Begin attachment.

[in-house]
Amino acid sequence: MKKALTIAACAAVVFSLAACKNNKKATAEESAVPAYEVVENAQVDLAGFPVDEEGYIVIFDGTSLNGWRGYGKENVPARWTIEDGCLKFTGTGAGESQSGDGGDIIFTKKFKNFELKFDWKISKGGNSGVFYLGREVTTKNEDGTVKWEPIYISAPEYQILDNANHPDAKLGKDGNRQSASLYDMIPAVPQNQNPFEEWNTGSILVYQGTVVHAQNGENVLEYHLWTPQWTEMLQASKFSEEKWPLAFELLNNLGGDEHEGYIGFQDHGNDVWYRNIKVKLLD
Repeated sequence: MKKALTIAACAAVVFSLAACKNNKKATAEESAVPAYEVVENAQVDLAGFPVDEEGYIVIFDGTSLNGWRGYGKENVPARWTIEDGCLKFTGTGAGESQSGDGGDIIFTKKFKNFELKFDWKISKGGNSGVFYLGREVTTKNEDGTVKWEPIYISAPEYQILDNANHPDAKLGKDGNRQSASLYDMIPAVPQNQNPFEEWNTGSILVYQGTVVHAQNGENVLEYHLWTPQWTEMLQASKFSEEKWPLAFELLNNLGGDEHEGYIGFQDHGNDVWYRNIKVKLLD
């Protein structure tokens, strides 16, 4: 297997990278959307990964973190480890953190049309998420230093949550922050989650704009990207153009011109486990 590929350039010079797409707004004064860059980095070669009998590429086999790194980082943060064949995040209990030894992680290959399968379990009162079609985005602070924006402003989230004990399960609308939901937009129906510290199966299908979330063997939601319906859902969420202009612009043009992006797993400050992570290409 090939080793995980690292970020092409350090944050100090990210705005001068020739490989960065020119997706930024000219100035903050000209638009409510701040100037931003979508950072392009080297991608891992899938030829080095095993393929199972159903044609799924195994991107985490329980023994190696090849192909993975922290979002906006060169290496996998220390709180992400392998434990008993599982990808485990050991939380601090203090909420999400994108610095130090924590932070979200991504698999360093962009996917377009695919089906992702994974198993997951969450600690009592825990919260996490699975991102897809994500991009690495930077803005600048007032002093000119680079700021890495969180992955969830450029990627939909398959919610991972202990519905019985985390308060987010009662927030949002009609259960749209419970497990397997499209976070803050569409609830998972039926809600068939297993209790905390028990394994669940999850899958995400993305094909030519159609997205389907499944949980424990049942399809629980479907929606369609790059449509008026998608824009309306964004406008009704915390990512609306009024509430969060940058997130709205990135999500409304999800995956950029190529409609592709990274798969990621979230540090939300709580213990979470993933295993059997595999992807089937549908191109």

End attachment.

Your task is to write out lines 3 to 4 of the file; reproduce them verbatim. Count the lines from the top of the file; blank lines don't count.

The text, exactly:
Repeated sequence: MKKALTIAACAAVVFSLAACKNNKKATAEESAVPAYEVVENAQVDLAGFPVDEEGYIVIFDGTSLNGWRGYGKENVPARWTIEDGCLKFTGTGAGESQSGDGGDIIFTKKFKNFELKFDWKISKGGNSGVFYLGREVTTKNEDGTVKWEPIYISAPEYQILDNANHPDAKLGKDGNRQSASLYDMIPAVPQNQNPFEEWNTGSILVYQGTVVHAQNGENVLEYHLWTPQWTEMLQASKFSEEKWPLAFELLNNLGGDEHEGYIGFQDHGNDVWYRNIKVKLLD
């Protein structure tokens, strides 16, 4: 297997990278959307990964973190480890953190049309998420230093949550922050989650704009990207153009011109486990 590929350039010079797409707004004064860059980095070669009998590429086999790194980082943060064949995040209990030894992680290959399968379990009162079609985005602070924006402003989230004990399960609308939901937009129906510290199966299908979330063997939601319906859902969420202009612009043009992006797993400050992570290409 090939080793995980690292970020092409350090944050100090990210705005001068020739490989960065020119997706930024000219100035903050000209638009409510701040100037931003979508950072392009080297991608891992899938030829080095095993393929199972159903044609799924195994991107985490329980023994190696090849192909993975922290979002906006060169290496996998220390709180992400392998434990008993599982990808485990050991939380601090203090909420999400994108610095130090924590932070979200991504698999360093962009996917377009695919089906992702994974198993997951969450600690009592825990919260996490699975991102897809994500991009690495930077803005600048007032002093000119680079700021890495969180992955969830450029990627939909398959919610991972202990519905019985985390308060987010009662927030949002009609259960749209419970497990397997499209976070803050569409609830998972039926809600068939297993209790905390028990394994669940999850899958995400993305094909030519159609997205389907499944949980424990049942399809629980479907929606369609790059449509008026998608824009309306964004406008009704915390990512609306009024509430969060940058997130709205990135999500409304999800995956950029190529409609592709990274798969990621979230540090939300709580213990979470993933295993059997595999992807089937549908191109």